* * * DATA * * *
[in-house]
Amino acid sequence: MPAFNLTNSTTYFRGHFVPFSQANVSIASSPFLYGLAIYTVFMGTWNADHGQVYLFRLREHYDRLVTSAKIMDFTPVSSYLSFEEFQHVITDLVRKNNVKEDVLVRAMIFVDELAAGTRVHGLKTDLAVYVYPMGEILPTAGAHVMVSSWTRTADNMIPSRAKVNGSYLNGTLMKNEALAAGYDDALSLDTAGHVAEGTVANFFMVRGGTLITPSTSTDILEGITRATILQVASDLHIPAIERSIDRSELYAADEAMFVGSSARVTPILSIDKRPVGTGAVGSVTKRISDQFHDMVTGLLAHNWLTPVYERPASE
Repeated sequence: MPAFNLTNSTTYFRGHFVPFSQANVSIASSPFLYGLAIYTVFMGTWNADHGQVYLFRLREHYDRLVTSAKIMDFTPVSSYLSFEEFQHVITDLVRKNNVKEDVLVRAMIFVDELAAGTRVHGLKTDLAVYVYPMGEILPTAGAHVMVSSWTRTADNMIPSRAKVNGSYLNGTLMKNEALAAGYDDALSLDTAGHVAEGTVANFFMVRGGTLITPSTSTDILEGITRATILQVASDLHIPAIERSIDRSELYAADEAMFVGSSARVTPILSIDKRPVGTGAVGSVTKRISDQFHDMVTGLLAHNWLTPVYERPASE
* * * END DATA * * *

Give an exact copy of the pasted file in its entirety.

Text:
[in-house]
Amino acid sequence: MPAFNLTNSTTYFRGHFVPFSQANVSIASSPFLYGLAIYTVFMGTWNADHGQVYLFRLREHYDRLVTSAKIMDFTPVSSYLSFEEFQHVITDLVRKNNVKEDVLVRAMIFVDELAAGTRVHGLKTDLAVYVYPMGEILPTAGAHVMVSSWTRTADNMIPSRAKVNGSYLNGTLMKNEALAAGYDDALSLDTAGHVAEGTVANFFMVRGGTLITPSTSTDILEGITRATILQVASDLHIPAIERSIDRSELYAADEAMFVGSSARVTPILSIDKRPVGTGAVGSVTKRISDQFHDMVTGLLAHNWLTPVYERPASE
Repeated sequence: MPAFNLTNSTTYFRGHFVPFSQANVSIASSPFLYGLAIYTVFMGTWNADHGQVYLFRLREHYDRLVTSAKIMDFTPVSSYLSFEEFQHVITDLVRKNNVKEDVLVRAMIFVDELAAGTRVHGLKTDLAVYVYPMGEILPTAGAHVMVSSWTRTADNMIPSRAKVNGSYLNGTLMKNEALAAGYDDALSLDTAGHVAEGTVANFFMVRGGTLITPSTSTDILEGITRATILQVASDLHIPAIERSIDRSELYAADEAMFVGSSARVTPILSIDKRPVGTGAVGSVTKRISDQFHDMVTGLLAHNWLTPVYERPASE